Selective Service System Going Away?
Under the loud roar of sequestration and the thundering of the withdrawal of United States troops from Afghanistan, Congress is quietly talking about the possibility of dismantling the Selective Service System. Representative Peter DeFazio (D-Oregon) and Representative Mike Coffman (R-Colorado) are in the process of creating a bill that would eradicate the Selective Service System and consequently, the possibility of a modern conscription. As of mid-March, 2013, the potential bill had not been introduced to the floor of the House.
The Selective Training and Service Act of 1940 created the Selective Service System and peacetime draft. The draft ended in 1973 but the registration requirement remained. Young men between the ages of 18 and 25 years are required to register for possible conscription under penalty of law. With 17 million men in its database, the Selective Service System, an independent agency under the Executive branch, has a 2013 budget of $24 million and 130 employees.
In January 2013 then Secretary of Defense Leon Panetta announced that the ban on female soldiers in combat positions was going to be lifted. Critics have questioned the timing and motive of this bill coming rather quickly after the lifting of the combat ban.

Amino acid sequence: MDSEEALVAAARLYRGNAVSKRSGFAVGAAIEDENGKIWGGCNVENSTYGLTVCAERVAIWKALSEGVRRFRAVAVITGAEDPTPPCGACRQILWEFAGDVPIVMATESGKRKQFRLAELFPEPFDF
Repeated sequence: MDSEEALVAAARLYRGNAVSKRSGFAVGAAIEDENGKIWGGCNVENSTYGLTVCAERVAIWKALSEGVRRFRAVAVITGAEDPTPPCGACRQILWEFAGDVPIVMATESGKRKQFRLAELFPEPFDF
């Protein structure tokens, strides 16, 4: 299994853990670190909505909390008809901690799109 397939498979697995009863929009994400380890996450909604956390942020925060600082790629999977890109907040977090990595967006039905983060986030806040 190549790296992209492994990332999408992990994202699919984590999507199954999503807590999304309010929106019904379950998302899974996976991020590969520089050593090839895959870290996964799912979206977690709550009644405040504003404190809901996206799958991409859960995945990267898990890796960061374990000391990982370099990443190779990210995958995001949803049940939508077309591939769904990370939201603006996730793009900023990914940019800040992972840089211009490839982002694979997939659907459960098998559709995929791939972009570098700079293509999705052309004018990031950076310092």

In addition, critics question the bill in terms of national security. While the armed forces have been an all-volunteer service since 1973, Selective Service Director Lawrence Romo calls the agency “an inexpensive insurance policy.” Others counter with the fact that the registration requirement was not in effect from 1975 until 1980 (when the Soviet Union invaded Afghanistan). Through the Soviet Afghan invasion and two Gulf Wars the U.S. military has maintained its health, strength, and viability. They also counter by pointing out the record numbers of voluntary enlistments immediately following the events of 9-11.
Until the formal presentation of the bill and adoption into law, all young men between the ages of 18 and 25 years old living in the United States must register with the Selective Services. U.S. male citizens living outside of the United States must also register. Online registration is quick and easy. Not registering limits your ability to receive student financial aid, get a federal job, participate in federal job training, or become a United States citizen. Prosecution and jail time is also a possibility, although it has not occurred since 1986.